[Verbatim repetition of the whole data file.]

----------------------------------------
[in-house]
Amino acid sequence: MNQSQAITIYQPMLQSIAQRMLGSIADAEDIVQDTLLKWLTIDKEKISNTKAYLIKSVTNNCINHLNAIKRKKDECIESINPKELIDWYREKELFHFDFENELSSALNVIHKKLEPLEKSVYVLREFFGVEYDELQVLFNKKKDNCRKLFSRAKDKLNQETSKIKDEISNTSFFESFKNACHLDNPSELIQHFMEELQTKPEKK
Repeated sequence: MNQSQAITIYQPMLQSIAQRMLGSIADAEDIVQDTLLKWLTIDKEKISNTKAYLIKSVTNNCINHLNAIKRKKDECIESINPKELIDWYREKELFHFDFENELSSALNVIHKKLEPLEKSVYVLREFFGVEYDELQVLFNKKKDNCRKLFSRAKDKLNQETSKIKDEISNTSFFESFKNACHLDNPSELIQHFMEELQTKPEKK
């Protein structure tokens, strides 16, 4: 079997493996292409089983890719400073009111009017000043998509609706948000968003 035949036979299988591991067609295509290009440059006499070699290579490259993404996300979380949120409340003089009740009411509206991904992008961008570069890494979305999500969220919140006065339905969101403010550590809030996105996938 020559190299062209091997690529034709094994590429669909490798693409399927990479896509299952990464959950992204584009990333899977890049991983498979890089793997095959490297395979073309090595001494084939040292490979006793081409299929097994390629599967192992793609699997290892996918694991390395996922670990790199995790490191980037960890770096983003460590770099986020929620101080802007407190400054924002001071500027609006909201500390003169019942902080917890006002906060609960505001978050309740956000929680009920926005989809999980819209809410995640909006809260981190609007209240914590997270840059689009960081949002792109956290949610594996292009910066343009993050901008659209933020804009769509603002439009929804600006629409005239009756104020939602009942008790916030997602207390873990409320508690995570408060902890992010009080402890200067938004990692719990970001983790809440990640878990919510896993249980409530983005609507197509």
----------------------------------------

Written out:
[in-house]
Amino acid sequence: MNQSQAITIYQPMLQSIAQRMLGSIADAEDIVQDTLLKWLTIDKEKISNTKAYLIKSVTNNCINHLNAIKRKKDECIESINPKELIDWYREKELFHFDFENELSSALNVIHKKLEPLEKSVYVLREFFGVEYDELQVLFNKKKDNCRKLFSRAKDKLNQETSKIKDEISNTSFFESFKNACHLDNPSELIQHFMEELQTKPEKK
Repeated sequence: MNQSQAITIYQPMLQSIAQRMLGSIADAEDIVQDTLLKWLTIDKEKISNTKAYLIKSVTNNCINHLNAIKRKKDECIESINPKELIDWYREKELFHFDFENELSSALNVIHKKLEPLEKSVYVLREFFGVEYDELQVLFNKKKDNCRKLFSRAKDKLNQETSKIKDEISNTSFFESFKNACHLDNPSELIQHFMEELQTKPEKK
């Protein structure tokens, strides 16, 4: 079997493996292409089983890719400073009111009017000043998509609706948000968003 035949036979299988591991067609295509290009440059006499070699290579490259993404996300979380949120409340003089009740009411509206991904992008961008570069890494979305999500969220919140006065339905969101403010550590809030996105996938 020559190299062209091997690529034709094994590429669909490798693409399927990479896509299952990464959950992204584009990333899977890049991983498979890089793997095959490297395979073309090595001494084939040292490979006793081409299929097994390629599967192992793609699997290892996918694991390395996922670990790199995790490191980037960890770096983003460590770099986020929620101080802007407190400054924002001071500027609006909201500390003169019942902080917890006002906060609960505001978050309740956000929680009920926005989809999980819209809410995640909006809260981190609007209240914590997270840059689009960081949002792109956290949610594996292009910066343009993050901008659209933020804009769509603002439009929804600006629409005239009756104020939602009942008790916030997602207390873990409320508690995570408060902890992010009080402890200067938004990692719990970001983790809440990640878990919510896993249980409530983005609507197509």